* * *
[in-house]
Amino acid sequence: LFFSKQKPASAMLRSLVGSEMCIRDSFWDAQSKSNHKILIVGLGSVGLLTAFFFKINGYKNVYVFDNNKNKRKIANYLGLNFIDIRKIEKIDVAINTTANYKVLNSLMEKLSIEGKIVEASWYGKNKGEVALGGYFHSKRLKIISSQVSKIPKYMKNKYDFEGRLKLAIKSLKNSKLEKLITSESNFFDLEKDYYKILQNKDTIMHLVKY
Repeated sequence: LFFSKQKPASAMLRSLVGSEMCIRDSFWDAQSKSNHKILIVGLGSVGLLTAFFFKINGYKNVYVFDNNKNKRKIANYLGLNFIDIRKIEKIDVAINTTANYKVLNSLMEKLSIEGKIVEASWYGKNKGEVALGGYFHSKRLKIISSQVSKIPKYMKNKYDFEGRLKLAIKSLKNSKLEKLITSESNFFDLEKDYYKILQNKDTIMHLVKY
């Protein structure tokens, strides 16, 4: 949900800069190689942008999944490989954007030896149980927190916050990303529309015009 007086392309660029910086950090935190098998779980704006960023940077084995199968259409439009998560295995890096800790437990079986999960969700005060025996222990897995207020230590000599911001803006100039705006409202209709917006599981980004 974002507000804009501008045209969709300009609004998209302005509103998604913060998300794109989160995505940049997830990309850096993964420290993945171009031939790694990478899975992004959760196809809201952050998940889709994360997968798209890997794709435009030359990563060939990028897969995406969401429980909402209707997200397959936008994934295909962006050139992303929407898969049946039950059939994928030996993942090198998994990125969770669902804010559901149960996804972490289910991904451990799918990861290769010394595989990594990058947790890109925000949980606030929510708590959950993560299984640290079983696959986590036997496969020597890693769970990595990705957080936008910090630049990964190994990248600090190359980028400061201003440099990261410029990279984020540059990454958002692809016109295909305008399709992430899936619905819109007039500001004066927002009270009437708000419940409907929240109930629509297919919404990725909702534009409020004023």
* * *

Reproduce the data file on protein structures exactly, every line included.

[in-house]
Amino acid sequence: LFFSKQKPASAMLRSLVGSEMCIRDSFWDAQSKSNHKILIVGLGSVGLLTAFFFKINGYKNVYVFDNNKNKRKIANYLGLNFIDIRKIEKIDVAINTTANYKVLNSLMEKLSIEGKIVEASWYGKNKGEVALGGYFHSKRLKIISSQVSKIPKYMKNKYDFEGRLKLAIKSLKNSKLEKLITSESNFFDLEKDYYKILQNKDTIMHLVKY
Repeated sequence: LFFSKQKPASAMLRSLVGSEMCIRDSFWDAQSKSNHKILIVGLGSVGLLTAFFFKINGYKNVYVFDNNKNKRKIANYLGLNFIDIRKIEKIDVAINTTANYKVLNSLMEKLSIEGKIVEASWYGKNKGEVALGGYFHSKRLKIISSQVSKIPKYMKNKYDFEGRLKLAIKSLKNSKLEKLITSESNFFDLEKDYYKILQNKDTIMHLVKY
């Protein structure tokens, strides 16, 4: 949900800069190689942008999944490989954007030896149980927190916050990303529309015009 007086392309660029910086950090935190098998779980704006960023940077084995199968259409439009998560295995890096800790437990079986999960969700005060025996222990897995207020230590000599911001803006100039705006409202209709917006599981980004 974002507000804009501008045209969709300009609004998209302005509103998604913060998300794109989160995505940049997830990309850096993964420290993945171009031939790694990478899975992004959760196809809201952050998940889709994360997968798209890997794709435009030359990563060939990028897969995406969401429980909402209707997200397959936008994934295909962006050139992303929407898969049946039950059939994928030996993942090198998994990125969770669902804010559901149960996804972490289910991904451990799918990861290769010394595989990594990058947790890109925000949980606030929510708590959950993560299984640290079983696959986590036997496969020597890693769970990595990705957080936008910090630049990964190994990248600090190359980028400061201003440099990261410029990279984020540059990454958002692809016109295909305008399709992430899936619905819109007039500001004066927002009270009437708000419940409907929240109930629509297919919404990725909702534009409020004023």